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dc.contributor.authorSempere, Julio 
dc.contributor.authorLlamosí, Mirella
dc.contributor.authorDel Río Menéndez, Idoia
dc.contributor.authorLópez Ruiz, Beatriz
dc.contributor.authorDomenech, Mirian 
dc.contributor.authorGonzález-Camacho, Fernando 
dc.date.accessioned2021-04-16T13:05:15Z
dc.date.available2021-04-16T13:05:15Z
dc.date.issued2021-02-20
dc.identifier.citationVaccines (Basel) . 2021 Feb 20;9(2):181.es_ES
dc.identifier.issn2076-393Xes_ES
dc.identifier.urihttp://hdl.handle.net/20.500.12105/12679
dc.description.abstractStreptococcus pneumoniae is a pathogen responsible for millions of deaths worldwide. Currently, the available vaccines for the prevention of S. pneumoniae infections are the 23-valent pneumococcal polysaccharide-based vaccine (PPV-23) and the pneumococcal conjugate vaccines (PCV10 and PCV13). These vaccines only cover some pneumococcal serotypes (up to 100 different serotypes have been identified) and are unable to protect against non-vaccine serotypes and non-encapsulated pneumococci. The emergence of antibiotic-resistant non-vaccine serotypes after these vaccines is an increasing threat. Therefore, there is an urgent need to develop new pneumococcal vaccines which could cover a wide range of serotypes. One of the vaccines most characterized as a prophylactic alternative to current PPV-23 or PCVs is a vaccine based on pneumococcal protein antigens. The choline-binding proteins (CBP) are found in all pneumococcal strains, giving them the characteristic to be potential vaccine candidates as they may protect against different serotypes. In this review, we have focused the attention on different CBPs as vaccine candidates because they are involved in the pathogenesis process, confirming their immunogenicity and protection against pneumococcal infection. The review summarizes the major contribution of these proteins to virulence and reinforces the fact that antibodies elicited against many of them may block or interfere with their role in the infection process.es_ES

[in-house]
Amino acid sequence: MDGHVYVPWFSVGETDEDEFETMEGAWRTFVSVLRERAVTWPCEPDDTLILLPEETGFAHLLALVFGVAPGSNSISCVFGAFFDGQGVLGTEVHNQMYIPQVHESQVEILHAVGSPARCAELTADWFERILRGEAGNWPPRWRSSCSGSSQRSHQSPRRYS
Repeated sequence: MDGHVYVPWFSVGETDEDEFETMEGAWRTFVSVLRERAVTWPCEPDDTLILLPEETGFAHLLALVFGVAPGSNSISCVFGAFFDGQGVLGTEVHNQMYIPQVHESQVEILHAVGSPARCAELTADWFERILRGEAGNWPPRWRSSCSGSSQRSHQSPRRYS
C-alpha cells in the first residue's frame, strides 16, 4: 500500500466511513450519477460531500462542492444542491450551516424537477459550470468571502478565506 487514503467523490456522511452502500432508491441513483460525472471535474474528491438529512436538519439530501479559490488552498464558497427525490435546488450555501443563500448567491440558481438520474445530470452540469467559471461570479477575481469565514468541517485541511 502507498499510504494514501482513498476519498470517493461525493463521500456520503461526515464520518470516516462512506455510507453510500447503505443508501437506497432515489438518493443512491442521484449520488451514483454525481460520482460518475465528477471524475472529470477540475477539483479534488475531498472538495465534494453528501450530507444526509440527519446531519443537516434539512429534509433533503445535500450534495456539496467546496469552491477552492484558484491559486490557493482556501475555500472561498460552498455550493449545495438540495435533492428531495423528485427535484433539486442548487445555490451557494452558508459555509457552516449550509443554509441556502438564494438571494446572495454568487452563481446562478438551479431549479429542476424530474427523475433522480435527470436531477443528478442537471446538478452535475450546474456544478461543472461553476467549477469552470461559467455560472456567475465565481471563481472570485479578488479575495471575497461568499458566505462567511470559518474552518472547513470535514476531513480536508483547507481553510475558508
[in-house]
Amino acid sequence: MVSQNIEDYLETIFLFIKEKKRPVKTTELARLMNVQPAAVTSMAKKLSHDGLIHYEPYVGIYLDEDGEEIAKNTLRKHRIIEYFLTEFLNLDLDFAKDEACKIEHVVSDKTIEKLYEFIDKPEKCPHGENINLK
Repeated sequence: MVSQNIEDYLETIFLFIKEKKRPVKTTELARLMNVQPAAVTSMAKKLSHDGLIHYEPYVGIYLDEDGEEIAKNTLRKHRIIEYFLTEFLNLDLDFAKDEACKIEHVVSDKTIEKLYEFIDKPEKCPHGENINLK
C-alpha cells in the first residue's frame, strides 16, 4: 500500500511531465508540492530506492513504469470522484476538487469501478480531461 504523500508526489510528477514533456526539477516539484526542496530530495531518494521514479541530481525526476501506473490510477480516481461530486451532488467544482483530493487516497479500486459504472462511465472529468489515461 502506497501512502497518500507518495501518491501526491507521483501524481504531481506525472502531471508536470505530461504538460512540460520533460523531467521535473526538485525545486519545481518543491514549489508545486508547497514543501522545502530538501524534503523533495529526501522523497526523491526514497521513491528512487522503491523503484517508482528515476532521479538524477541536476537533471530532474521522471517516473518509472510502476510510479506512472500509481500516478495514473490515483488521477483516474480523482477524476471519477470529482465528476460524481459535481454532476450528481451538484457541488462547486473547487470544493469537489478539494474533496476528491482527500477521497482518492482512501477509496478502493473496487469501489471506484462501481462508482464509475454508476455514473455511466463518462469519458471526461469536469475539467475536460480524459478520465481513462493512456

dc.description.sponsorshipThis research was funded by Ministerio de Economía, Industria y Competitividad (Grant number SAF2017-83388).es_ES
dc.language.isoenges_ES
dc.publisherMDPIes_ES
dc.relation.isversionofPublisher's versiones_ES
dc.rights.urihttp://creativecommons.org/licenses/by/4.0/*
dc.subjectStreptococcus pneumoniaees_ES
dc.subjectcholine-binding proteinses_ES
dc.subjectpneumococcal vaccineses_ES
dc.subjectprotein vaccineses_ES
dc.titlePneumococcal Choline-Binding Proteins Involved in Virulence as Vaccine Candidates.es_ES
dc.typeArtículoes_ES
dc.rights.licenseAtribución 4.0 Internacional*
dc.identifier.pubmedID33672701es_ES
dc.format.volume9es_ES
dc.format.number2es_ES
dc.identifier.doi10.3390/vaccines9020181es_ES
dc.contributor.funderMinisterio de Economía, Industria y Competitividad (España)es_ES
dc.description.peerreviewedes_ES
dc.relation.publisherversionhttps://doi.org/10.3390/vaccines9020181es_ES
dc.identifier.journalVaccineses_ES
dc.repisalud.centroISCIII::Centro Nacional de Microbiologíaes_ES
dc.repisalud.institucionISCIIIes_ES
dc.relation.projectIDinfo:eu-repo/grantAgreement/ES/SAF2017-83388es_ES
dc.rights.accessRightsinfo:eu-repo/semantics/openAccesses_ES


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Atribución 4.0 Internacional
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